This graduation thus provides a diagnostic for warning the operator who must seek the cause (for example deformation of the chassis owing to an impact thereon).

The neutralization of the set-back by sliding the bar 8 thus provides an interesting possibility as concerns the safety of the road-holding properties of the vehicle.

Advantageously, means may be provided for imparting to the projection of the transverse beam of light on the opposite screen a vertically elongated shape with a rectilinear edge. This shape permits the projection of the beam to cover the entire height of the graduations on the screen.

Note also that the sectional shape of the bars 2, 2', 8 may be different from the illustrated shape, for example circular, which permits an adjustment of the height of the projection of light on the screens.

It is clear from the foregoing that the invention provides an apparatus which avoids most of the drawbacks of the prior art by simple and cheap means which may be employed by a personnel having no particular qualification.

In one embodiment, which is also advantageous but not illustrated, the mirror-screen unit 10, 13 is movably mounted on each device either by means of a slidable bar as shown in FIG. 1, or by means of a parallelogram structure as shown in FIG. 5.

Another advantage of the invention resides in the fact that when the vehicle is on a raising platform, for example at a height of about 1.5 m, the operator may observe without moving both the front screens and both of the rear screens by placing himself approximately at 1 m in front and in the middle of the front axle and in looking in the direction of the vehicle.

From this position, the mirror-screen units are within his reach and the adjustment for inspecting the parallelism and the alignment are easy and rapid which results also from the mounting of the mirrors on telescopic parts.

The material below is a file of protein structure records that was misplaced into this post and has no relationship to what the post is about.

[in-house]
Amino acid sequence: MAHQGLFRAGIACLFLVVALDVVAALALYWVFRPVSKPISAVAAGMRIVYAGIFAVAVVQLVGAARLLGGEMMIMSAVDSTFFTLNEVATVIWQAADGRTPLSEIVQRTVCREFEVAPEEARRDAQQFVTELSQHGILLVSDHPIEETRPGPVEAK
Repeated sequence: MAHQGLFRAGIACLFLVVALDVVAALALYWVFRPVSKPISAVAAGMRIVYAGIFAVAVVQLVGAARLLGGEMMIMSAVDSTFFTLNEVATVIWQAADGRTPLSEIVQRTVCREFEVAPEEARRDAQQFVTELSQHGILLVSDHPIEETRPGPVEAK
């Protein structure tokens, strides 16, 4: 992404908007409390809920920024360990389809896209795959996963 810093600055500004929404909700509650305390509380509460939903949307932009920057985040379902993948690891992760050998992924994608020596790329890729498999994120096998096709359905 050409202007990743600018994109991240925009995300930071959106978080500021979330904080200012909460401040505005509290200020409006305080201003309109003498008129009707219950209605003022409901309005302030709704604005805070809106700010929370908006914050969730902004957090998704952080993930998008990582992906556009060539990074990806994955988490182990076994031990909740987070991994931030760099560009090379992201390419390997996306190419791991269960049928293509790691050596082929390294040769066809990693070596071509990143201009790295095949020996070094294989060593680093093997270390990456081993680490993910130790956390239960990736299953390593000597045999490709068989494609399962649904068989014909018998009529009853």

After having carried out the measurements, the devices G and D may be inverted by mounting that of the front right wheel on the front left wheel and inversely with the mirror-screen units at the rear, which enables the operator to operate from the front without intercepting the transverse beam of light.

Patent Citations
Cited PatentFiling datePublication dateApplicantTitle
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US4095902 *Mar 1, 1976Jun 20, 1978Applied Power Inc.Automobile wheel alignment device and method
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Referenced by
Citing PatentFiling datePublication dateApplicantTitle
US4803785 *Jan 7, 1987Feb 14, 1989Joyce Lynette ReillyWheel alignment apparatus
US4827623 *Dec 20, 1986May 9, 1989Branick Industries, Inc.Apparatus for determining the alignment of vehicle wheels
US5056231 *Jun 1, 1990Oct 15, 1991Bear Automotive Service Equipment Co.Apparatus for locking wheel unit in automotive wheel alignment system
US5174032 *Nov 4, 1991Dec 29, 1992Beck George WUniversal wheel gauge
US5625953 *Dec 2, 1994May 6, 1997Healy; Donald A.Clamping device for vehicle wheel alignment equipment
US6138366 *Jul 16, 1998Oct 31, 2000Hofmann Werkstatt-Technik GmbhAdaptor for fixing a measuring means to a vehicle wheel
US6622389Jul 10, 2002Sep 23, 2003Dean S. PellegrinoMounting system and method therefor for mounting an alignment instrument on a vehicular wheel
US6772524 *Sep 13, 2002Aug 10, 2004Tepra Pty LtdChassis alignment system
US7117603Aug 3, 2004Oct 10, 2006Pellegrino Dean SMounting system for mounting an alignment instrument on a vehicular wheel that uses any known lug bolt pattern
US7478482Oct 5, 2007Jan 20, 2009Dean PellegrinoMounting system for mounting an alignment instrument on a vehicular wheel adaptable to known bolt patterns
US8392052 *Dec 9, 2009Mar 5, 2013Denso CorporationVehicle inspection apparatus
US20100168955 *Dec 9, 2009Jul 1, 2010Denso CorporationVehicle inspection apparatus
USRE40214 *Apr 15, 2005Apr 8, 2008Pellegrino Dean SMounting system and method therefor for mounting an alignment instrument on a vehicular wheel
Classifications
U.S. Classification33/288, 356/155, 33/203.18, 33/336
International ClassificationG01B11/275, G01B5/255
Cooperative ClassificationG01B2210/283, G01B5/255, G01B11/275
European ClassificationG01B5/255, G01B11/275
Legal Events
DateCodeEventDescription
Nov 20, 1981ASAssignment
Owner name: FACOM, 6 ET 8 RUE GUSTAVE EIFFEL, 91420 MORANGIS F
Free format text: ASSIGNMENT OF ASSIGNORS INTEREST.;ASSIGNOR:CAROFF, YVES;REEL/FRAME:003962/0109
Effective date: 19811109
Aug 18, 1987FPAYFee payment
Year of fee payment: 4
Sep 24, 1991REMIMaintenance fee reminder mailed
Feb 23, 1992LAPSLapse for failure to pay maintenance fees
Apr 28, 1992FPExpired due to failure to pay maintenance fee
Effective date: 19920223